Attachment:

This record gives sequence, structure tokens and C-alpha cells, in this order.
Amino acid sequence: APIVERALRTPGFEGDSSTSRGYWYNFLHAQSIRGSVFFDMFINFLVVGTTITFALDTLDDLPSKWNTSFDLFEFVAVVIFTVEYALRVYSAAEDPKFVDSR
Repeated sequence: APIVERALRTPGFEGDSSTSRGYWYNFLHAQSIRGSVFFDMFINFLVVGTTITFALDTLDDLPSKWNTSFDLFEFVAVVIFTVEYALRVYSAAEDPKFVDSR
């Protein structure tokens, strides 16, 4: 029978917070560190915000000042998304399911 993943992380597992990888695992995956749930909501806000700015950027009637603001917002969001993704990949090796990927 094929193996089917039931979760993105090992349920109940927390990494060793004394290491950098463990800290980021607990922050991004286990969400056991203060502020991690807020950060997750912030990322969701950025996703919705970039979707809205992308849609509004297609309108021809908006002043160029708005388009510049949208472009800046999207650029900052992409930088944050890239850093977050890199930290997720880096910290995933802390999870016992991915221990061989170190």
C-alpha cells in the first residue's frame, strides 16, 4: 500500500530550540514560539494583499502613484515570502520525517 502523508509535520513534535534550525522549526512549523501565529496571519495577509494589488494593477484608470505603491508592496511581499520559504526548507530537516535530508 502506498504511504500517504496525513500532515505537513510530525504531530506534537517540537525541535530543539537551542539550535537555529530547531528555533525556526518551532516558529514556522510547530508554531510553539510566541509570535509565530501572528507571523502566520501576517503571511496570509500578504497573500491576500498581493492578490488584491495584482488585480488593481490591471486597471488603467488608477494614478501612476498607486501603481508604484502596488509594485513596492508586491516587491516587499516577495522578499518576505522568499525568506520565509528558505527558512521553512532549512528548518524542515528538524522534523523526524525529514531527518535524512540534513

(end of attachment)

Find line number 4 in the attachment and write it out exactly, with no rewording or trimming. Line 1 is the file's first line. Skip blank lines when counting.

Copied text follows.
């Protein structure tokens, strides 16, 4: 029978917070560190915000000042998304399911 993943992380597992990888695992995956749930909501806000700015950027009637603001917002969001993704990949090796990927 094929193996089917039931979760993105090992349920109940927390990494060793004394290491950098463990800290980021607990922050991004286990969400056991203060502020991690807020950060997750912030990322969701950025996703919705970039979707809205992308849609509004297609309108021809908006002043160029708005388009510049949208472009800046999207650029900052992409930088944050890239850093977050890199930290997720880096910290995933802390999870016992991915221990061989170190």